Dear friends and colleagues,
This month we celebrated breakthroughs for the forests and oceans of Latin America and the Caribbean and a milestone in the conservation of one of the most emblematic species in the region, the jaguar. In addition, we got the active involvement of communities, governments, civil society, private sector and the media, for the conservation of our nature.
In Species, Fundación Vida Silvestre announced that the jaguar population has stabilized in the largest remaining section of the Alto Paraná Atlantic Forest in the world, which includes the Misiones forest (in Argentina) and the Iguacu and Turvo Parks (in Brazil).
When it comes to Oceans, artisanal fishermen from Ancón, Peru, reinvented themselves by crafting products with fish leather and biofertilizers. In addition, various stakeholders participated in a seminar aimed at reducing plastic pollution in the Caribbean.
Regarding our work in Forests, WWF and RTVC Sistema de Medios Públicos joined forces to connect Colombia with the environment. WWF-Ecuador and USAID launched the SELVA project to promote a sustainable Amazon.
In Climate and Energy, a guide to help reduce emissions and mitigate the impacts of climate change was launched in Mexico.
In matters of Governance, WWF-Paraguay, as a member of the Forest Coalition, successfully persuaded the Paraguayan Senate to reject a bill that would have allowed a road to pass through vital conservation areas in the Cerrado. Furthermore, with the support of WWF, Chile will soon establish a National Biodiversity and Protected Areas Service.
In other news, WWF celebrated its 30th Anniversary in Bolivia, where the organization has been actively involved in conserving priority landscapes such as the Amazon, the Chiquitanía, the Pantanal, and the Chaco, across various cities in the country since 1993.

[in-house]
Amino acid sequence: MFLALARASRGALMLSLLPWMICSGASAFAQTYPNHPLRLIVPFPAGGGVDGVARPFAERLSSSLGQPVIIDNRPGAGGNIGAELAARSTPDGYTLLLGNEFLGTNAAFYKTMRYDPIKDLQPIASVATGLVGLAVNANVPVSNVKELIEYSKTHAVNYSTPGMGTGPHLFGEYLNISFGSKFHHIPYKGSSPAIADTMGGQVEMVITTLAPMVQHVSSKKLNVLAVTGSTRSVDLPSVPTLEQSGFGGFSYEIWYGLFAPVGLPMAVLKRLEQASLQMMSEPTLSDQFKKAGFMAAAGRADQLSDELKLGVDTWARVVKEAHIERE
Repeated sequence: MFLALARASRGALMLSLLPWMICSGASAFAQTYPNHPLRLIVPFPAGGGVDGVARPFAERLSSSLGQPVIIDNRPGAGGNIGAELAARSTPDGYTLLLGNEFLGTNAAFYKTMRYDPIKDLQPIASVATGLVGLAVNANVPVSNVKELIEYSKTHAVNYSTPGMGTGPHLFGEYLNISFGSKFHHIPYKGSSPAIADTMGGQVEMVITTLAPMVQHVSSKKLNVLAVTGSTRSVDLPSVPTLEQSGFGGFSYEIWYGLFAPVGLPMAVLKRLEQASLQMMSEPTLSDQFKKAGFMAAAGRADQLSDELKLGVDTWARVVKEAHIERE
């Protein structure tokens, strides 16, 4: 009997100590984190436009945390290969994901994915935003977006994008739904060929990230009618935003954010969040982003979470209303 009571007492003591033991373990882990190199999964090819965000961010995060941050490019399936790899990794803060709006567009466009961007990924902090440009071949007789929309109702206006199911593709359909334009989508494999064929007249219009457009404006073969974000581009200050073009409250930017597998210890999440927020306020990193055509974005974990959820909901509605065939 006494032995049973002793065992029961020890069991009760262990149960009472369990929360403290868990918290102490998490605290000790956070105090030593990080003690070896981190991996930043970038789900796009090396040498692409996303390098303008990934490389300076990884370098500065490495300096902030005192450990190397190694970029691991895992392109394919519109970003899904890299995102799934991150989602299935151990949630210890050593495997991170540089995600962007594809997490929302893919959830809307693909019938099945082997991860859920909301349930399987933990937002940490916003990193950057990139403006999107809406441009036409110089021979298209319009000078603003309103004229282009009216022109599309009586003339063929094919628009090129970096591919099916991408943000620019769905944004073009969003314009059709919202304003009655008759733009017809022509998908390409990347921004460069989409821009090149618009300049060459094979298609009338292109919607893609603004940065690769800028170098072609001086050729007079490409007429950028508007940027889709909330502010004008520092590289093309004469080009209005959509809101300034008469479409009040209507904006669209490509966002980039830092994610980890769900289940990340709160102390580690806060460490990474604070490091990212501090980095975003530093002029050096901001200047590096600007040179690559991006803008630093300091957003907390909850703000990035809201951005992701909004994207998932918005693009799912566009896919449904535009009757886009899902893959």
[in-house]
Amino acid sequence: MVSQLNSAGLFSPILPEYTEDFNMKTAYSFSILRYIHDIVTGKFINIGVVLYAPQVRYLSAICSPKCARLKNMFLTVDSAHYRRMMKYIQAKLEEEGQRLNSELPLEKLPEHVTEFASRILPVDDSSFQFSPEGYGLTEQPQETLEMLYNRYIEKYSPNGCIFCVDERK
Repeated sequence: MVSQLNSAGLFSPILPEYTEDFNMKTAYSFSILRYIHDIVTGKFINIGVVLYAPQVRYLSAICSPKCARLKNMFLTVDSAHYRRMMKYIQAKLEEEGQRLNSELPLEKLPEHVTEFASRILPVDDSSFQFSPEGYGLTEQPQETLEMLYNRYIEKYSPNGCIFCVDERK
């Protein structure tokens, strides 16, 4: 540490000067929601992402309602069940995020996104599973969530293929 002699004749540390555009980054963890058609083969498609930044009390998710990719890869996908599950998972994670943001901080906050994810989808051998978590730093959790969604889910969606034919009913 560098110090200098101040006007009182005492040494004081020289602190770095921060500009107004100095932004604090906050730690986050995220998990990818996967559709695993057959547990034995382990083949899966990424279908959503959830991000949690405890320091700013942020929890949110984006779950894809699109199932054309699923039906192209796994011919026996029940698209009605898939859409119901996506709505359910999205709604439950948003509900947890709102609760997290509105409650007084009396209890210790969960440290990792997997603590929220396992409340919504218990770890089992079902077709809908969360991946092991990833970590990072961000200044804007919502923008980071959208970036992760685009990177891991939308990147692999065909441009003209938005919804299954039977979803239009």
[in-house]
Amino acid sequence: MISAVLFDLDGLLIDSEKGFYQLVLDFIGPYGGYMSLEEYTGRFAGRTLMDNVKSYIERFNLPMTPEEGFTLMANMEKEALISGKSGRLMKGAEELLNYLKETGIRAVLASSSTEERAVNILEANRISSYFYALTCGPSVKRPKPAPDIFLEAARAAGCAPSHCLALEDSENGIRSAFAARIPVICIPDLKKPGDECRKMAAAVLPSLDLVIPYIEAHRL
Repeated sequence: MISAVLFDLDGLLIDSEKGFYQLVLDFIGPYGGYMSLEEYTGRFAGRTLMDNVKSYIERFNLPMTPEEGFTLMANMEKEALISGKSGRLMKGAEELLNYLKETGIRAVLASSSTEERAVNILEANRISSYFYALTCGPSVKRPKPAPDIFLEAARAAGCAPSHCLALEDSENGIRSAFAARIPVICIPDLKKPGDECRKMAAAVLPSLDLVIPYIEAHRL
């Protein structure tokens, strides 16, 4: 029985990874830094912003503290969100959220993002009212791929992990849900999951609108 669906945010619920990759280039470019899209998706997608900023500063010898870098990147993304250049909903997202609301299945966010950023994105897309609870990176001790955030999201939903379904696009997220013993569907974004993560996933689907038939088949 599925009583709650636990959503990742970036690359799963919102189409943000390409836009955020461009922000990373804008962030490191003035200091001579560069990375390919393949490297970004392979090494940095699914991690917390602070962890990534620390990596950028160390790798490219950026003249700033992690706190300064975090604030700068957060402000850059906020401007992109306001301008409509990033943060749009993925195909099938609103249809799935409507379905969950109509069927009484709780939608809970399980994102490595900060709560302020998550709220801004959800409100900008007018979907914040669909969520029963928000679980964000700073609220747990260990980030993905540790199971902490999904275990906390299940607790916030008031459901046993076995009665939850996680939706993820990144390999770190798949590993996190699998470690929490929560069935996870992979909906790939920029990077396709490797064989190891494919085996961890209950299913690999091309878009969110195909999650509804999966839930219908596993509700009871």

Enjoy this edition,
Senior Vice president & Regional Director
Jaguar population stabilizes in Atlantic Forest
The latest population results for jaguars in the largest remaining section of the Atlantic Forest, which includes the Misiones forest in Argentina and the Iguacu and Turvo Parks in Brazil, have been announced. According to the most recent data, the population has shown stability compared to previous records, with an estimated total size ranging between 72 and 122 jaguars, averaging at 93. This study was a significant undertaking, covering over 580,000 hectares in the two countries, and involved the placement of 224 camera traps.
The initial population study, conducted in 2005, estimated that 40 jaguars inhabited the area. While we are encouraged by the latest results, we recognize that there is still much work to be done in order to reach the target population necessary for a healthy environment.
Ancon Fishers Reinvent with Fish Leather and Bio-fertilizers